What happens when an acclaimed artist loses his sight? The extraordinary story of British painter, Sargy Mann
Sargy Mann was a British landscape and figurative painter. He was acclaimed as a colourist, and his diverse works are recognisable by their rich colour palette, distinct composition and a desire to capture a sense of light and space.
Mann's distinctive vision was deeply influenced by Bonnard and Cezanne, but his paintings remain remarkably original. Affected by failing vision from the age of 36, Mann was compelled to find new ways of seeing and working - this creative liberation produced a celebrated body of work that continued after his total loss of sight in 2005.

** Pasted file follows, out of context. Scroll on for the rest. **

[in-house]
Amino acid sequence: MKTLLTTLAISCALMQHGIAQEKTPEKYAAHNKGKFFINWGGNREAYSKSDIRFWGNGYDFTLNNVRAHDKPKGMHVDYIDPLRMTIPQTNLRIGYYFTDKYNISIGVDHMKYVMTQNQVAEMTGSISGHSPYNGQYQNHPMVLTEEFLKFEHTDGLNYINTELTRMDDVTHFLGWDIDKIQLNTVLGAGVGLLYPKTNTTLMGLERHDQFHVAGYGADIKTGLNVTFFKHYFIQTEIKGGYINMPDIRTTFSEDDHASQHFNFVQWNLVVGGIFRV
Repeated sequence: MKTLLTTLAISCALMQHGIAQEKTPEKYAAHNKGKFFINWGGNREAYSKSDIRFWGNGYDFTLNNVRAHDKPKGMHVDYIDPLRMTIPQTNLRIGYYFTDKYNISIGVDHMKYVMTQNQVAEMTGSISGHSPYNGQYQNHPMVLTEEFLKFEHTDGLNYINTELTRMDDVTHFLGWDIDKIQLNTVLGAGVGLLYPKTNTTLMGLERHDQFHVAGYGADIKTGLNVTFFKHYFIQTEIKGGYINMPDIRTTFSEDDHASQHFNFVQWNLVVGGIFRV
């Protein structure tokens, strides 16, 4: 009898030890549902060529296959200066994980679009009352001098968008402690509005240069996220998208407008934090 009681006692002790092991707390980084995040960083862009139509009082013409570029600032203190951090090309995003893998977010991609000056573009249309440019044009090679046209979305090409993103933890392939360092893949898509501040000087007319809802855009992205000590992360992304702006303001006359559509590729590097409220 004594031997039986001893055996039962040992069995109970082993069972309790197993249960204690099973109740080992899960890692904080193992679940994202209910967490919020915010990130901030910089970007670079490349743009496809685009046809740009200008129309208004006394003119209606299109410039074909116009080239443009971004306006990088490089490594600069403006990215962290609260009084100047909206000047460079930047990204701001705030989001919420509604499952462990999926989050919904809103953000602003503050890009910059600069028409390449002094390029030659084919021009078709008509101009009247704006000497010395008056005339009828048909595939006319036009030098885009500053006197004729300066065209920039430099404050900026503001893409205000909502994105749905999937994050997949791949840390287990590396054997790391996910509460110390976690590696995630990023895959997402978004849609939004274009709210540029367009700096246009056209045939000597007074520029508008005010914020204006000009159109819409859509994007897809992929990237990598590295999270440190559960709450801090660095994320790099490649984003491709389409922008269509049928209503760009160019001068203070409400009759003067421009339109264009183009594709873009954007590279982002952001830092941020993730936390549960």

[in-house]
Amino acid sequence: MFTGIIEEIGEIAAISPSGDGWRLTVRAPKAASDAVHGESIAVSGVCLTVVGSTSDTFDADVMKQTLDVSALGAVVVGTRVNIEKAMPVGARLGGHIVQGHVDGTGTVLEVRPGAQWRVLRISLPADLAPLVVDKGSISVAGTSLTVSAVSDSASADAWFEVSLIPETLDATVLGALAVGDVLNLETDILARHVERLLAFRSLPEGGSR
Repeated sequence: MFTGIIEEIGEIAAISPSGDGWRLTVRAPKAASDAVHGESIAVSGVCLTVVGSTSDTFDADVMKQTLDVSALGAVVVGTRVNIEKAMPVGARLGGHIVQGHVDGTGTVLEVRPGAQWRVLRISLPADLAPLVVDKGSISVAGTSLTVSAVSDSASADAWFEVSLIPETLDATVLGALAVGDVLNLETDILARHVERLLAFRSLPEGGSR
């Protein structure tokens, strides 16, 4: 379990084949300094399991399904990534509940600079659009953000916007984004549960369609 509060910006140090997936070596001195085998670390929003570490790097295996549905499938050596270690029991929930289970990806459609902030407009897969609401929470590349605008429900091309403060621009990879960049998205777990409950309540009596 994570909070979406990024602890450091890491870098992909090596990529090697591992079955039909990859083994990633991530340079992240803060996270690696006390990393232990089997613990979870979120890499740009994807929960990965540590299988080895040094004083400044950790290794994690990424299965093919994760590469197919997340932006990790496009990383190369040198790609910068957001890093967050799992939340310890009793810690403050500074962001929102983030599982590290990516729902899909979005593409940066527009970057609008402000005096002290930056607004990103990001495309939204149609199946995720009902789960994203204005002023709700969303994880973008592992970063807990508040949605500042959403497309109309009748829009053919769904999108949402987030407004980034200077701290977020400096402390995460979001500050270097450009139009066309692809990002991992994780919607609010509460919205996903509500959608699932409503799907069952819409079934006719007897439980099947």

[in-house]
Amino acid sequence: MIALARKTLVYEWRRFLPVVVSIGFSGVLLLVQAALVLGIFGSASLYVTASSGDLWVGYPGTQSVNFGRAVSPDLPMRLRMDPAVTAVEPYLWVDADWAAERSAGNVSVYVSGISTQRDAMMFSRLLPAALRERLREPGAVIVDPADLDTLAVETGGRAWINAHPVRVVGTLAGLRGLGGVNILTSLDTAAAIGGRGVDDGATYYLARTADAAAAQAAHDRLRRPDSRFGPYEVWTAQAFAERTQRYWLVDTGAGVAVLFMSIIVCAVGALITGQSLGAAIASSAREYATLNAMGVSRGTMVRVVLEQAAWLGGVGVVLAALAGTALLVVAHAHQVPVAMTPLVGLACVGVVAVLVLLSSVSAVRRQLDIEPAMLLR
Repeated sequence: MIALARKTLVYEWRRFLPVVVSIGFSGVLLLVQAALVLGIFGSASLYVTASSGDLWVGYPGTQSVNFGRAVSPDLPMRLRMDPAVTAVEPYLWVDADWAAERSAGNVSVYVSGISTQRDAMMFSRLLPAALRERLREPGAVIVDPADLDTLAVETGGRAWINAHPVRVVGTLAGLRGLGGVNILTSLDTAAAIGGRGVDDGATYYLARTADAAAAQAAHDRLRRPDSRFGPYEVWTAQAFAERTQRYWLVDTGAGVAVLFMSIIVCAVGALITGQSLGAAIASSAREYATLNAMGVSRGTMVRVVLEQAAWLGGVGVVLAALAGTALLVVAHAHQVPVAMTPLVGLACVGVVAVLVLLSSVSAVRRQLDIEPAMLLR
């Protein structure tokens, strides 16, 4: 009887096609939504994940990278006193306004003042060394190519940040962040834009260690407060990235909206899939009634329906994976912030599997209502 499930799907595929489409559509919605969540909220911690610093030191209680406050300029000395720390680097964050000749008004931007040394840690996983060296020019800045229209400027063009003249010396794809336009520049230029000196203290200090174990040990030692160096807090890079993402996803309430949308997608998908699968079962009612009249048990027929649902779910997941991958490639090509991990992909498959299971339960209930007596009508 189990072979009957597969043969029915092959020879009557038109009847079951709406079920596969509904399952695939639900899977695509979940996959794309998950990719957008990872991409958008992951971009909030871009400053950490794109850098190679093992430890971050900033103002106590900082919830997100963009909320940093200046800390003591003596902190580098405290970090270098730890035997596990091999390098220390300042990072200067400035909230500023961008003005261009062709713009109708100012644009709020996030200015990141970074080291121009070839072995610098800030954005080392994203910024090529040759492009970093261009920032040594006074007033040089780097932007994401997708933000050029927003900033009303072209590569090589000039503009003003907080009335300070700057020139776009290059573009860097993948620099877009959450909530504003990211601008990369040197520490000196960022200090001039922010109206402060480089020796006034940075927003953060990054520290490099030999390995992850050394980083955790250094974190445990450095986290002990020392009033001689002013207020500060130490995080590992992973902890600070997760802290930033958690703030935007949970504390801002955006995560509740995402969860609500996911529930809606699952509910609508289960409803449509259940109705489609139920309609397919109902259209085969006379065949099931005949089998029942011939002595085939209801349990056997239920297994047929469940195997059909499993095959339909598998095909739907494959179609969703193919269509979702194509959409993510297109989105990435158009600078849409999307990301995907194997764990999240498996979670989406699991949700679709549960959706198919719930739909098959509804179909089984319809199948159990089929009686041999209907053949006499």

You can learn more about his extraordinary story in a new exhibition next month at the Attenborough Arts Centre, part of the University of Leicester. The show, which has been developed in close collaboration with the artist's family, is the most significant public showing of Mann's work to date and draws from all periods of his career. It includes an extensive collection of paintings and drawings, alongside never previously exhibited archival material, photographs and audio recordings that reveal fascinating insights into Mann's practice.